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April 29, 1945 - Image 6

Resource type:
Text
Publication:
The Michigan Daily, 1945-04-29

Disclaimer: Computer generated plain text may have errors. Read more about this.

PAGE SIX

THE MICHIGAN DAILY

SUNDAY, APRIL 29, 1945

Michigan Nine Trounces Notre Dame, 12-4

JUST PLAIN CUTS:
War Gives Handicapped
Athletes Chance To Play

411

+ Major League Standings...

AMERICAN LEAGUE

TEAM
Chicago .....
Detroit
Philadelphia
New :York..
Washington
St. Louis... .
Cleveland ...
Boston ......

W L Pet.
......... 5 0 1.000
............5 2 .714
...... .6 3 .667
. . . . . .6 3 . 6 6 7
............5 4 .556
.......... 2 5 .286
............1 6 .143
.1 8 ..111

NATIONAL LEAGUE
TEAM W L
Chicago ................7 2
New York ..............8 3
Boston................5 4
Cincinnati............5 4
Brooklyn ..............4 5
St. Louis.............3 4
Pittsburgh .............2 7
Philadelphia ...........2 7

Pet.
.778
.727
.556
.556
.444
.429
.2221
.2221

SATURDAY'S RESULTS
Detroit 5, Cleveland 1.
Chicago at St. Louis, wet grounds.
Boston 8, Philadelphia 4.
Washington 1, New York 2.
SUNDAY'S GAMES
Detroit at Cleveland (2).
Washington at New York (2).
Boston at Philadelphia (2).
Chicago at St. Louis (2).

SATURDAY'S RESULTS
Brooklyn 4, New York 3.
Pittsburgh 0, Chicago 6.
Boston 8, Philadelphia 7.
St. Louis 0, Cincinnati 1.
SUNDAY'S GAMES
New York at Brooklyn.
St. Louis at Cincinnati (2).
Philadelphia at Boston (2).

Boston Downs
A's; New York
Beats Nats, 2-1L
Etten's Hit Results in Win,
NEW YORK, April 28.-(4)-Nick
Etten's fourth hit, a single in the
13th inning, drove in Hershel Martin
with the run than gave the New York
Yankees a 2-1 victory over the Wash-
ington Senators today before 7,547
paid admissions.!
Etten had previously homered in
the sixth inning to keep the Yankees
in the ball game. Out-hitting the
Nats 10 to 6, the Yankees had num-
erous chances to Eore but plucky
little Marino Pieretti, the 5 foot,
seven inch Nat hurler, was superb in
the pinches, leaving 19 New Yorkers
stranded on the base paths.
Washington 010 000 000 000-1 6 2
New York 000 GOI1 000 000-2 10 1
Pieretti & Guerra; Bonham, Tur-
ner & Garbark, Crompton.
Red Sox Score First Win
PHILADELPHIA, April 28-( P)-
Rex Cecil pitched the Boston Red
Sox to their first victory of the seas-
on, scattering four hits for an 8 to
4 triumph over the Philadelphia Ath-
letics.
Don Black, who retired in the sixth
after a line drive injured his hand
was charge with the defeat, but Jit-

Bowman Gains Second
Victory with Six Hitter
Seven Tallies in Seventh Breaks Deadlock;
Rosema Garners Three of, Eleven Safeties
By -MARY LU HEATH
Scoring seven runs to break a four-all deadlock in the seventh inning,
Michigan's baseball squad repeated Friday's victory over Notre Dame by
swamping the Irish, 12-4, yesterday in South Bend.
Lefty Bo Bowman went the distance for Coach Ray Fisher's nine,
giving up six hits. Four pitchers, including starting hurler Lebrou, failed
to handcuff the Wolverines, who collected 11 hits in a barrage of base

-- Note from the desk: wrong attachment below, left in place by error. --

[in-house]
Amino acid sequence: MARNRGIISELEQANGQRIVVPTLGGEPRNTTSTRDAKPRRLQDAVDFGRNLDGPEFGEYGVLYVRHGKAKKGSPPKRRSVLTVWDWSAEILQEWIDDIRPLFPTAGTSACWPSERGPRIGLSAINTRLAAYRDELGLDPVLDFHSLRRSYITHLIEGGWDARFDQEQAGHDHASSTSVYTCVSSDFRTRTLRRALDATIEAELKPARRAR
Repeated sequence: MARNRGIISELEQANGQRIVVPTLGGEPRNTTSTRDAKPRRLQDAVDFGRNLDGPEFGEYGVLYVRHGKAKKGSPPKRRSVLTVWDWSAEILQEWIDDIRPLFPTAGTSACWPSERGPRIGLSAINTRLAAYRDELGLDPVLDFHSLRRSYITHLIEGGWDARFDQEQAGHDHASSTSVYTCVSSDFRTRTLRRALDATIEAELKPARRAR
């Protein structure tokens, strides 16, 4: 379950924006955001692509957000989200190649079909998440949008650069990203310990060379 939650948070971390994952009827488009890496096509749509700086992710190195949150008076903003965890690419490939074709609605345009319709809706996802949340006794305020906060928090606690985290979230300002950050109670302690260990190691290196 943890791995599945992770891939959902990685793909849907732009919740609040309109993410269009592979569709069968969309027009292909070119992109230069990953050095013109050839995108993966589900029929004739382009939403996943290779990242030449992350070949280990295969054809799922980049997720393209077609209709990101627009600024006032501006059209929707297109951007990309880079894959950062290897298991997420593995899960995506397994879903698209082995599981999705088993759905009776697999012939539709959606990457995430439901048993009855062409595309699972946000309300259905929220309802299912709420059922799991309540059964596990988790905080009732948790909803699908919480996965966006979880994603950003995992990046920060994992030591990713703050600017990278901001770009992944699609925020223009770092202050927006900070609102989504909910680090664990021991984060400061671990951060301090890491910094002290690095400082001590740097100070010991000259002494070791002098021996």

knocks.
The Michigan attack was spearheaded by hard-hitting first baseman
loim Rosema, who collected three singles for the day. The Wolverines
scored two runs in the first, two in --

By MURRAY GRANT
This last year has been hard on
professional athletics, and sports
magnates were forced to look into
athletes that, during peace time,
would not have been given a second
look.
Some of these athletes were able to
make the grade while others were
not. Two of the men who lie in
the former category are truly worthy
of comment since each is missing one
of his arms.
They are Ellis Jones, standout
guard on Tulsa's championship
football squads of the past three
seasons, and Pete Gray, who has
shown up so well during spring
training in the outfield of the
Anerican League champions, the
St. Louis Browns.
Jones lost his left arm early in
his life, but nonetheless succeeded
in becoming an outstanding per-
former on the gridiron. He entered
Tulsa University and with grim deter-
mination went out for football. Much
to the sporting world's surprise, Jones

made the first team and stayed there
for three successive seasons. In ap-
preciation of his outstanding team-
play on the striped turf, Jone's team-
mates elected him captain of their
944 eleven.
Gray, also, was handicapped at
an early age: He has always longed
to play professional baseball and
he wasn't going to let this hinder
his ambitions. He developed a
method of catching and throwing
the ball in almost the same motion,
and finally succeeded in breaking
into a small minor league.
From there he began to make his
dreams come true. He worked him-
self up until he was playing left field
for a Southern Association club.
There he was spotted by a St. Louis
Browns' coach and was given a try
in the majors.
Now, he has won the hearts of all
baseball fans and is firmly entrench-
ed on the Brownie roster.
These two sports heroes should
serve as fitting testimony to the fact
that guts and determination can sur-
mount any obstacle.

BUY WAR BONCDS- INVEST IN VI CTORY

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Helena Rubinstein'+'Y

the sixth, seven in the seventh, and a
lone tally in the ninth. They were
further aided by the Irish hurlers,
who gave up a total pf 13 walks.
Gilhooley Gets Two
Captain Frank Gilhooiey was high
man for the South Benders, collect-
ing two base hits off Bowman. Gil-
hooley's fourth inning triple in Fri-
day's contest partially accounted for
the only Notre Dame marker in the
game. The Irish distributed yester-
day's runs over two innings, scoring
two in the second and two in the
fourth.
The Wolverines came through with
a perfect day in the field to play er-